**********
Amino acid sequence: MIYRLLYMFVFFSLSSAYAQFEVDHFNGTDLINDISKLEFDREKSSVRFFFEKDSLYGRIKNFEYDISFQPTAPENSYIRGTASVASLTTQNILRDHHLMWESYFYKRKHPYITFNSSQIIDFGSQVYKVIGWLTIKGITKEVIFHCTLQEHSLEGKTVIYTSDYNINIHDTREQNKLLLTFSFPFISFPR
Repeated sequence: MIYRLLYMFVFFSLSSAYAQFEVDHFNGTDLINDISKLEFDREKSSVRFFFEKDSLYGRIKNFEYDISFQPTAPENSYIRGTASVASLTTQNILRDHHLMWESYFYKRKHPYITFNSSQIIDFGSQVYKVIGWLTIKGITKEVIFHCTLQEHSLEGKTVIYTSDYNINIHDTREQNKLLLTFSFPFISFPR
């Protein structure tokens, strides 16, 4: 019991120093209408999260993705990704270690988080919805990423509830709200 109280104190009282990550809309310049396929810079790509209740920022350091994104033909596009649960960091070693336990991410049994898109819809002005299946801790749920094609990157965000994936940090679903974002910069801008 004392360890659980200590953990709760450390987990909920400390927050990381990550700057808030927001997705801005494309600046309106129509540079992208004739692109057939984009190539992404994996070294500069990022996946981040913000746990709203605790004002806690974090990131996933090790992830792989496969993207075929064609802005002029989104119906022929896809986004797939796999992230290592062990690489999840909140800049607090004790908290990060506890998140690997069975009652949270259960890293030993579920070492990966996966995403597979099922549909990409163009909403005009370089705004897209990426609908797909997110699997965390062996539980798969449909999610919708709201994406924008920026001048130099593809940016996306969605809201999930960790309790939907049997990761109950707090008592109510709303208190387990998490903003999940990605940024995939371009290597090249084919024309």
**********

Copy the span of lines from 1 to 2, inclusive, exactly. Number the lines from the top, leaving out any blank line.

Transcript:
Amino acid sequence: MIYRLLYMFVFFSLSSAYAQFEVDHFNGTDLINDISKLEFDREKSSVRFFFEKDSLYGRIKNFEYDISFQPTAPENSYIRGTASVASLTTQNILRDHHLMWESYFYKRKHPYITFNSSQIIDFGSQVYKVIGWLTIKGITKEVIFHCTLQEHSLEGKTVIYTSDYNINIHDTREQNKLLLTFSFPFISFPR
Repeated sequence: MIYRLLYMFVFFSLSSAYAQFEVDHFNGTDLINDISKLEFDREKSSVRFFFEKDSLYGRIKNFEYDISFQPTAPENSYIRGTASVASLTTQNILRDHHLMWESYFYKRKHPYITFNSSQIIDFGSQVYKVIGWLTIKGITKEVIFHCTLQEHSLEGKTVIYTSDYNINIHDTREQNKLLLTFSFPFISFPR